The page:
affection to congratulate the Princess at her pavilion
in the posteriors of this day, which the rude
multitude call the afternoon.                                                                90
HOLOFERNES  “The posterior of the day,” most generous
sir, is liable, congruent, and measurable for
“the afternoon”; the word is well culled, chose,
sweet, and apt, I do assure you, sir, I do assure.
ARMADO  Sir, the King is a noble gentleman, and my                        95
familiar, I do assure you, very good friend. For
what is inward between us, let it pass. I do beseech
thee, remember thy courtesy; I beseech thee apparel
thy head. And among other important and most
serious designs, and of great import indeed, too—                       100
but let that pass; for I must tell thee, it will please his
Grace, by the world, sometimes to lean upon my
poor shoulder and with his royal finger thus dally
with my excrement, with my mustachio—but,
sweetheart, let that pass. By the world, I recount no                     105
fable! Some certain special honors it pleaseth his
Greatness to impart to Armado, a soldier, a man of
travel, that hath seen the world—but let that pass.
The very all of all is—but sweetheart, I do implore
secrecy—that the King would have me present the                      110
Princess, sweet chuck, with some delightful ostentation,
or show, or pageant, or antic, or firework.
Now, understanding that the curate and your sweet
self are good at such eruptions and sudden breaking
out of mirth, as it were, I have acquainted you                              115
withal to the end to crave your assistance.
HOLOFERNES  Sir, you shall present before her the Nine
Worthies.—Sir Nathaniel, as concerning some
entertainment of time, some show in the posterior
of this day, to be rendered by our assistance, the                          120
King’s command, and this most gallant, illustrate,
and learned gentleman, before the Princess—I say,
none so fit as to present the Nine Worthies.
NATHANIEL  Where will you find men worthy enough to
present them?                                                                                       125
HOLOFERNES  Joshua, yourself; myself; and this gallant
gentleman, Judas Maccabaeus. This swain, because
of his great limb or joint, shall pass Pompey
the Great; the page, Hercules—
ARMADO  Pardon, sir—error. He is not quantity                               130
enough for that Worthy’s thumb; he is not so big as
the end of his club!
HOLOFERNES  Shall I have audience? He shall present
Hercules in minority. His enter and exit shall be
strangling a snake; and I will have an apology for                        135
that purpose.
BOY  An excellent device. So, if any of the audience
hiss, you may cry “Well done, Hercules, now thou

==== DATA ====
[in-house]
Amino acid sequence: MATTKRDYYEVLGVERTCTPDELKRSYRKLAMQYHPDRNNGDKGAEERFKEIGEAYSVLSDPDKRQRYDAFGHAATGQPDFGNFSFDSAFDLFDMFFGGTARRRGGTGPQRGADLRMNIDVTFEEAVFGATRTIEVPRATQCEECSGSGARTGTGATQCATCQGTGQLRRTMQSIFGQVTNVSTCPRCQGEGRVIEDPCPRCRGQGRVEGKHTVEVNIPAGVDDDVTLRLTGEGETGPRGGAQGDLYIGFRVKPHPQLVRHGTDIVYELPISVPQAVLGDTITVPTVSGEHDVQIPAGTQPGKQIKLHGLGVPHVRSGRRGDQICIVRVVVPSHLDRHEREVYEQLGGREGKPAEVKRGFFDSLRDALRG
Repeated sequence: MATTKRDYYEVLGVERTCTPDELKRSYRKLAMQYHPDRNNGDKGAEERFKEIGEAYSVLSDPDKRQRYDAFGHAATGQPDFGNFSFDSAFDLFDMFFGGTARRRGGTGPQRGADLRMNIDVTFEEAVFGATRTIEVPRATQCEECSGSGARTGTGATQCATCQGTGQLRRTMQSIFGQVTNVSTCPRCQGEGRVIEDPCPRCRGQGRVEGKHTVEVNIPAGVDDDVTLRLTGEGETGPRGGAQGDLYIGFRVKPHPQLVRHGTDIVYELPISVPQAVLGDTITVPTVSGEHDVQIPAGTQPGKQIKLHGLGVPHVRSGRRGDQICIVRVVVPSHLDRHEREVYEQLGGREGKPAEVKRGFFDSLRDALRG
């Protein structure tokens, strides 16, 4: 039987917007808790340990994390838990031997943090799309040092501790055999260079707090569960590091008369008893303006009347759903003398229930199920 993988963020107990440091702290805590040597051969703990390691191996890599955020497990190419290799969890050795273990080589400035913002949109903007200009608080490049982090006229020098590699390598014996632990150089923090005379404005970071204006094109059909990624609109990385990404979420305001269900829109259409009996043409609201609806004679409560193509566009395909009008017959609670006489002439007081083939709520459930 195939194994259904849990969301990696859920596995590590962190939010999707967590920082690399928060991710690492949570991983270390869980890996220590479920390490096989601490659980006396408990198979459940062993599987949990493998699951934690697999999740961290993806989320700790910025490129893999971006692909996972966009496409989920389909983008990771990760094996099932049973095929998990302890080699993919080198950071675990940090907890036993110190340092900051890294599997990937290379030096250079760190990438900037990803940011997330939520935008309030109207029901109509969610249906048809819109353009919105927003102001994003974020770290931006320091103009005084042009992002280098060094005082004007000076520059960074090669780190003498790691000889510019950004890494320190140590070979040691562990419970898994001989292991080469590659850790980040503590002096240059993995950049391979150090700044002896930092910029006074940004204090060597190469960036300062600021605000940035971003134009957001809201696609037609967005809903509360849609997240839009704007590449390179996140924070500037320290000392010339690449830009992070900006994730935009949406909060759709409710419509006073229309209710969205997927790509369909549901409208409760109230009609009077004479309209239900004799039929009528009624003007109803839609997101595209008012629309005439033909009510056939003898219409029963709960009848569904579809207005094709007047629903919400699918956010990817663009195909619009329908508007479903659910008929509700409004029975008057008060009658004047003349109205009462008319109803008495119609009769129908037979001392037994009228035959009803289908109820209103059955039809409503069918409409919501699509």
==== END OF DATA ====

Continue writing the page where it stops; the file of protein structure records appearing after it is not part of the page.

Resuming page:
crushest the snake.” That is the way to make an
offense gracious, though few have the grace to do it.                   140
ARMADO  For the rest of the Worthies?
HOLOFERNES  I will play three myself.
BOY  Thrice-worthy gentleman!
ARMADO, to Holofernes  Shall I tell you a thing?
HOLOFERNES  We attend.                                                                     145
ARMADO  We will have, if this fadge not, an antic. I
beseech you, follow.
HOLOFERNES  Via, goodman Dull. Thou hast spoken no
word all this while.
DULL  Nor understood none neither, sir.                                               150
HOLOFERNES  Allons! We will employ thee.
DULL  I’ll make one in a dance, or so; or I will play on
the tabor to the Worthies and let them dance the
HOLOFERNES  Most dull, honest Dull. To our sport!                       155
They exit.
Scene 2
Enter the Ladies (the Princess, Rosaline,
Katherine, and Maria.
Sweethearts, we shall be rich ere we depart,
If fairings come thus plentifully in.
A lady walled about with diamonds!
Look you what I have from the loving king.
She shows a jewel.
Madam, came nothing else along with that?                                          5
Nothing but this? Yes, as much love in rhyme
As would be crammed up in a sheet of paper
Writ o’ both sides the leaf, margent and all,
That he was fain to seal on Cupid’s name.
That was the way to make his godhead wax,                                       10
For he hath been five thousand year a boy.
Ay, and a shrewd unhappy gallows, too.
You’ll ne’er be friends with him. He killed your
He made her melancholy, sad, and heavy,                                           15
And so she died. Had she been light like you,
Of such a merry, nimble, stirring spirit,
She might ha’ been a grandam ere she died.
And so may you, for a light heart lives long.